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Caring for a child with intellectual disabilities can be a very rewarding but demanding experience. Research in this area has primarily focused on mothers, with relatively little attention given to the mental health of fathers.
The purpose of this review was to summarise the evidence related to the mental health of fathers compared with mothers, and with fathers in the general population.
A meta-analysis was undertaken of all studies published by 1 July 2018 in Medline, PsycINFO, CINAHL and EMBASE, using terms on intellectual disabilities, mental health and father carers. Papers were selected based on pre-defined inclusion and exclusion criteria.
Of 5544 results, 20 studies met the inclusion criteria and 12 had appropriate data for meta-analysis. For comparisons of fathers with mothers, mothers were significantly more likely to have poor general mental health and well-being (standardised mean difference (SMD) −0.38, 95% CI −0.56 to −0.20), as well as higher levels of depression (SMD, −0.46; 95% CI −0.68 to −0.24), stress (SMD, −0.32; 95% CI −0.46 to −0.19) and anxiety (SMD, −0.30; 95% CI −0.50 to −0.10).
There is a significant difference between the mental health of father and mother carers, with fathers less likely to exhibit poor mental health. However, this is based on a small number of studies. More data is needed to determine whether the general mental health and anxiety of father carers of a child with intellectual disabilities differs from fathers in the general population.
To date no studies have explored the effectiveness of written cognitive–behavioural therapy (CBT) resources for low mood and stress delivered via a course of self-help classes in a community setting.
To assess the effectiveness of an 8-week community-based CBT self-help group classes on symptoms of depression, anxiety and social function at 6 months (trial registration: ISRCTN86292664).
In total, 142 participants were randomly allocated to immediate (n = 71) or delayed access to a low-intensity CBT intervention (n = 71). Measures of depression, anxiety and social function were collected at baseline and 6 months.
There was a significant improvement for the primary outcome of Patient Health Questionnaire-9 (PHQ-9) score (mean between-group difference: –3.64, 95% CI –6.06 to –1.23; P = 0.004). The percentage of participants reducing their PHQ-9 score between baseline and 6 months by 50% or more was 17.9% for the delayed access group and 43.8% for the immediate access group. Secondary outcomes also improved including anxiety and social function. The intervention was cost neutral. The probabilities of a net benefit at willingness to pay thresholds of £20 000, £25 000 or £30 000 were 0.928, 0.944 and 0.955, respectively.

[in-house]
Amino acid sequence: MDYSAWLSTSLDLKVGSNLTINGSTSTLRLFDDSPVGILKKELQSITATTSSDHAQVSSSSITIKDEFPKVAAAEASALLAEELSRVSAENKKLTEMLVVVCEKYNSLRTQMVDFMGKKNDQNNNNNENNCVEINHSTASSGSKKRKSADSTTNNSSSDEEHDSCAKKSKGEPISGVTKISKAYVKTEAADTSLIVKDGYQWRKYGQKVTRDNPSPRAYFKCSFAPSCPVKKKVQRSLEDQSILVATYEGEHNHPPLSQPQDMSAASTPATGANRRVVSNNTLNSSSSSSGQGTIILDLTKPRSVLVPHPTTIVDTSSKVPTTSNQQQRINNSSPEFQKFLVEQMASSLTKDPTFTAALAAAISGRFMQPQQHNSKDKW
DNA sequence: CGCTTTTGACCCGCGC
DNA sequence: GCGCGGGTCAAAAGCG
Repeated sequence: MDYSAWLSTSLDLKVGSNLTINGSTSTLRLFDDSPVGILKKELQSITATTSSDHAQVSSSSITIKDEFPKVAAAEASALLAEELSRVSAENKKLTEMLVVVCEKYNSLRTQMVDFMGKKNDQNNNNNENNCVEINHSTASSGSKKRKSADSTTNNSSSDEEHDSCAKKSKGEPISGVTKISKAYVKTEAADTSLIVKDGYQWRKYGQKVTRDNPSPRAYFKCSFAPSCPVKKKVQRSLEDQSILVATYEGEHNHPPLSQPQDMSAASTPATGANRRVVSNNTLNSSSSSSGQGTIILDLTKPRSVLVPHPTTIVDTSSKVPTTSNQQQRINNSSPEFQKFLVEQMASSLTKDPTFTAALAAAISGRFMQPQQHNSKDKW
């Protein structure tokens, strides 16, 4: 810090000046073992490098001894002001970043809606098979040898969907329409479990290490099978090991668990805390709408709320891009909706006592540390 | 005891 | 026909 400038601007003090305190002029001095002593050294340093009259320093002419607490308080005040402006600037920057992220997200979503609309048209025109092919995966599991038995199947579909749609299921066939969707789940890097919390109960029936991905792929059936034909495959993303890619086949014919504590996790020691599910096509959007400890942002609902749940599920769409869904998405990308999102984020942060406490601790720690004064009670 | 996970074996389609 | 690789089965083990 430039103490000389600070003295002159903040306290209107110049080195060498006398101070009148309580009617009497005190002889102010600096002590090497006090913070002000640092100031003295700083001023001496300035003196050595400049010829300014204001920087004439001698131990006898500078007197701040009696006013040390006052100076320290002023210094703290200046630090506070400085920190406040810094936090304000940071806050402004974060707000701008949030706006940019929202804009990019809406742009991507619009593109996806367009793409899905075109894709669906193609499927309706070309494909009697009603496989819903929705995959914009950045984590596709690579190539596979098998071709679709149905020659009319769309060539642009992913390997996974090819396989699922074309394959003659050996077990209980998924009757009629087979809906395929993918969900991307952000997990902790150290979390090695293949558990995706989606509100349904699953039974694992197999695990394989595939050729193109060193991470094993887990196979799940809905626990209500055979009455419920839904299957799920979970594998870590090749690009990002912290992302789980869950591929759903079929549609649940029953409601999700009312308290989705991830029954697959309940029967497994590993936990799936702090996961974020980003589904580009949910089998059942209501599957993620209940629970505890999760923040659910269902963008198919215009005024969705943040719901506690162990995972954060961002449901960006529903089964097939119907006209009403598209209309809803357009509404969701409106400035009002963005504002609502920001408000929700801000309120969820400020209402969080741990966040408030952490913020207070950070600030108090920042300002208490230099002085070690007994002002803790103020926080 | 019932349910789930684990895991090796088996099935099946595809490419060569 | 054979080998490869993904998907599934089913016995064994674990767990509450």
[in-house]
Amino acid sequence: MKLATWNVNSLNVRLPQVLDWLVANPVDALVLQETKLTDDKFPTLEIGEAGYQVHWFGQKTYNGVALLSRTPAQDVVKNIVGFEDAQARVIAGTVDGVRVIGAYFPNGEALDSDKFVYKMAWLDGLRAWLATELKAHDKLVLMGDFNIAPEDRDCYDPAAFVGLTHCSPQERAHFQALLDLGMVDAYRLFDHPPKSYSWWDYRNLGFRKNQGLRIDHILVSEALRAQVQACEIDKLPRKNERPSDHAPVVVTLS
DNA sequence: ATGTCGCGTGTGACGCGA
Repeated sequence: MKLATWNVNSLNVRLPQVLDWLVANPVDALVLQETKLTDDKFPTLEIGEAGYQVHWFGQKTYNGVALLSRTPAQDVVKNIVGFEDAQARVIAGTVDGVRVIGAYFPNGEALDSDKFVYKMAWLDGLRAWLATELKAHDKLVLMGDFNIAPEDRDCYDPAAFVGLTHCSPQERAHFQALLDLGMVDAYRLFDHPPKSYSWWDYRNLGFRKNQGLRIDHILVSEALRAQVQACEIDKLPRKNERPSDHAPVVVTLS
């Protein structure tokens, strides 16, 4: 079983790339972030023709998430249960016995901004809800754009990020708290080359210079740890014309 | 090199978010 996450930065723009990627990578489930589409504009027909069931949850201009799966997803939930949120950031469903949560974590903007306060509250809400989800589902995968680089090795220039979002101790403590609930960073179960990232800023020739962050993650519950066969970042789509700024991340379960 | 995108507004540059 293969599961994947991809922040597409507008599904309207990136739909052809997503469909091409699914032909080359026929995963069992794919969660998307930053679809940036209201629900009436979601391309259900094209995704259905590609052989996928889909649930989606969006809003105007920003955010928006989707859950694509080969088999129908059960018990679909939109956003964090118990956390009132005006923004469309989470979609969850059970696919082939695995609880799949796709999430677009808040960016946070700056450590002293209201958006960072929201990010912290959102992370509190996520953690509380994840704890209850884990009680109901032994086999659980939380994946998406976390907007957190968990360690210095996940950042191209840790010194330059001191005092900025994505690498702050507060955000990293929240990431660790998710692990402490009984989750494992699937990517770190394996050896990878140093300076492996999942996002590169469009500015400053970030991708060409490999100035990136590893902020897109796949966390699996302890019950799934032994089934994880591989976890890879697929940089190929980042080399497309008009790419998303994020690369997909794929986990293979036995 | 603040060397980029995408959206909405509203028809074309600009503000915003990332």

Low-intensity class-based CBT delivered within a community setting is effective for reducing depression, anxiety and impaired social function at little additional cost.
Declaration of interest
C.W. is president of British Association for Behavioural & Cognitive Psychotherapies (BABCP) – the lead body for CBT in the UK. He is also author of a range of CBT-based resources available commercially. He is developer of the LLTTF classes evaluated in this study. He receives royalty, and is shareholder and director of a company that commercialises these resources.
The point prevalence of mental ill-health among adults with intellectual disabilities is 40.9%, but its incidence is unknown.
To determine the incidence and possible predictors of mental ill-health.
Prospective cohort study to measure mental ill-health in adults with mild to profound intellectual disabilities.
Cohort retention was 70% (n=651). The 2-year incidence of mental ill-health was 16.3% (12.6% excluding problem behaviours, and 4.6% for problem behaviours) and the standardised incidence ratio was 1.87 (95%CI1.51 2.28). Factors related to incident mental ill-health have some similarities with those in the general population, but also important differences. Type of accommodation and support, previous mental ill-health, urinary incontinence, not having impaired mobility, more severe intellectual disabilities, adult abuse, parental divorce in childhood and preceding life events predicted incident ill-health; however, deprivation, other childhood abuse or adversity, daytime occupation, and marital and smoking status did not.
This is a first step towards intervention trials, and identifying sub-populations for more proactive measures. Public health strategy and policy that is appropriate for this population should be developed.
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